g of five regiments, was mustered into service by General Lyon, under special authority from the War Department.
Upon the cordial invitation of the officers of the 1st Regiment, I accepted the place of major of that regiment, mustered myself into service as such, and devoted all the time that could be spared from my mustering duties to instructing the officers in tactics and military administration—a labor which was abundantly repaid by the splendid record soon made by that regiment.
On June 24 I made a full report to the adjutantgen-eral of the discharge of my duties as mustering officer, including three new regiments of three years volunteers whose muster would be completed in a few days.
With this report my connection with that service was terminated.
On the following day I was relieved from mustering duty, and at General Lyon's request was ordered to report to him at Boonville, remaining with him as adjutant-general and chief of staff until his death at Wilson's Creek.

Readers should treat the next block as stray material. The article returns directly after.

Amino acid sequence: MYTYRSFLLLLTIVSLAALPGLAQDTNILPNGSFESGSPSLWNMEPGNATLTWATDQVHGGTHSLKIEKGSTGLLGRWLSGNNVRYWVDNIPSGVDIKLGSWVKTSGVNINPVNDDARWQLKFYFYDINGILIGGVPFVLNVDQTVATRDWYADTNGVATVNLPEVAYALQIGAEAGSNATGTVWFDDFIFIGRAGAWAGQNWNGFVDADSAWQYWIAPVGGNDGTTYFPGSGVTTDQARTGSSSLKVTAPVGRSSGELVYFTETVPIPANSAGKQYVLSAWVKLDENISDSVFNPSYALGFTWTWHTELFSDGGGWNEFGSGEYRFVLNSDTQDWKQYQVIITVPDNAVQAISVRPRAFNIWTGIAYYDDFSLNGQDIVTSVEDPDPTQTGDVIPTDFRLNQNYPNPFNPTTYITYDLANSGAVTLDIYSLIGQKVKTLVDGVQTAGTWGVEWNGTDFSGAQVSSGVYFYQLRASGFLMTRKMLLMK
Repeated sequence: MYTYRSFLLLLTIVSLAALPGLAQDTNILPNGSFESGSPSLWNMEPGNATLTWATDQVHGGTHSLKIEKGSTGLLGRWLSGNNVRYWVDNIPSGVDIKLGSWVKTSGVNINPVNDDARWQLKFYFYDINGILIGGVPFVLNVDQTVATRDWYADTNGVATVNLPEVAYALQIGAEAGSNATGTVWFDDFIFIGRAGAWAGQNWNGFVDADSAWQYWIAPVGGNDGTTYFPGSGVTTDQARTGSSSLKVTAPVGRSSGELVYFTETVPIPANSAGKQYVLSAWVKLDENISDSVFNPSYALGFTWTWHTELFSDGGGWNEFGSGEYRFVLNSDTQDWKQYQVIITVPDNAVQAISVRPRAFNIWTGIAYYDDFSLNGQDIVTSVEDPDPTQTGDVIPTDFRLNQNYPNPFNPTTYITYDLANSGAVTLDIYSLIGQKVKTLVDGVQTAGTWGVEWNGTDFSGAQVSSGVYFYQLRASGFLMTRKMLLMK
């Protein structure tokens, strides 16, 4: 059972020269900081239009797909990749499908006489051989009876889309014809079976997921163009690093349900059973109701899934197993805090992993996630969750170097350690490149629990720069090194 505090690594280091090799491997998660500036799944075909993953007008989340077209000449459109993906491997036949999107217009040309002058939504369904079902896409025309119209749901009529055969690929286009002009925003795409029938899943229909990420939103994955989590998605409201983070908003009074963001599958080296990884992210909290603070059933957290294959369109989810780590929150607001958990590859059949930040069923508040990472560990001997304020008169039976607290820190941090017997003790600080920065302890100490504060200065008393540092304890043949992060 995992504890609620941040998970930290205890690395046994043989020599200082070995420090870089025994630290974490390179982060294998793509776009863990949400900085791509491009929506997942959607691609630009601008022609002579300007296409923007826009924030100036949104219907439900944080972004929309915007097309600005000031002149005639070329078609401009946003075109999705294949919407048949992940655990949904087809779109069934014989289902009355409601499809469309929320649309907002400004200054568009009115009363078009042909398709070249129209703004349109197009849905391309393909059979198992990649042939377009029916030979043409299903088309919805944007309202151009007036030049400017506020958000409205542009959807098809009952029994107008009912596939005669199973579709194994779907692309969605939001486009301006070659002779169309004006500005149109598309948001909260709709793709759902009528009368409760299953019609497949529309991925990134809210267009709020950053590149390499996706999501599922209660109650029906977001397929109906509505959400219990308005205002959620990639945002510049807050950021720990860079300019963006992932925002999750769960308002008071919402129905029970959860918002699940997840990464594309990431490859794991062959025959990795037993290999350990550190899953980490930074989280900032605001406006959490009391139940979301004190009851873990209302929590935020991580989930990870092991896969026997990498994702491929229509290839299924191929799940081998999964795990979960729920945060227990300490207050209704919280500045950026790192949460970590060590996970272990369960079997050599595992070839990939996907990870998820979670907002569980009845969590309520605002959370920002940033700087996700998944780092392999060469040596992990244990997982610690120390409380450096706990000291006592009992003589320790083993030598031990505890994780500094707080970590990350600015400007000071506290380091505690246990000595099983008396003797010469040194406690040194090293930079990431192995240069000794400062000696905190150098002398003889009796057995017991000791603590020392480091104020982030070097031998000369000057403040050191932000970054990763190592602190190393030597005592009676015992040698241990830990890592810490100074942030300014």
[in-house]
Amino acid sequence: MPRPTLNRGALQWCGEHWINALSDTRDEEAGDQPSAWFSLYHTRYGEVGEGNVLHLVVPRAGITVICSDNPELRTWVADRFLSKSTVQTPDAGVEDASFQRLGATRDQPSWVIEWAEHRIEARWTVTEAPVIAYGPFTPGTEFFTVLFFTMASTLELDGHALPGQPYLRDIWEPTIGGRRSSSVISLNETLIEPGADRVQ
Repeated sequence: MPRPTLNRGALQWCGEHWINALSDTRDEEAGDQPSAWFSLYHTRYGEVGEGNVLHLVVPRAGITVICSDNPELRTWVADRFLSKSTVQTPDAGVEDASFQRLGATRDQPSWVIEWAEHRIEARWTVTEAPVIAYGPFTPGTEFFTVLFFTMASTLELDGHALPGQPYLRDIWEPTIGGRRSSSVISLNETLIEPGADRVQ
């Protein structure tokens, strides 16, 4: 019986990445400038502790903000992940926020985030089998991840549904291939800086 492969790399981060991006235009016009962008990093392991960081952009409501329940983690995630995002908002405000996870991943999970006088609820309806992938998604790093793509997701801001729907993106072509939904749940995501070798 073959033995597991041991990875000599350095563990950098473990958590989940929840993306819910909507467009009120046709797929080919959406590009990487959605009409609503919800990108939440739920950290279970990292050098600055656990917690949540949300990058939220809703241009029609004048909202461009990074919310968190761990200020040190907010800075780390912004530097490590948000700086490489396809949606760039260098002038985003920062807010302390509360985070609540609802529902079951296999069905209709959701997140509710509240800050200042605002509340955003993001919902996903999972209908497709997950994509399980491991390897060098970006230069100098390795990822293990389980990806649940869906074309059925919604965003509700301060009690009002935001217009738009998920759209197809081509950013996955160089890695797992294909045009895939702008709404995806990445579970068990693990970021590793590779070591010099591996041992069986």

s quickly took the hint and changed the tune.
Such little courtesies from our friends the enemy were not at all uncommon in the short intervals of rest from deadly work.
General Sherman says in Vol.
II, page 60, of his Memoirs:
During the 24th and 25th of June, General Schofield extended his right as far as prudent, so as to compel the enemy to thin out his lines correspondingly, with the intention to make two strong assaults at points where success would give us the greatest advantage.nding general.
The responsibility was entirely Sherman's, as he afterward frankly stated; and I presume he did not mean to imply otherwise by the language used in his Memoirs above quoted (Vol.
II, page 60). General Sherman's orders, issued on June 24 (Special Field Orders, No. 28), directed each of the three armies to make an attack (under the word assault for Thomas and attack for McPherson and me). I had made all preparations to carry out the order on my part.
Being visited by General She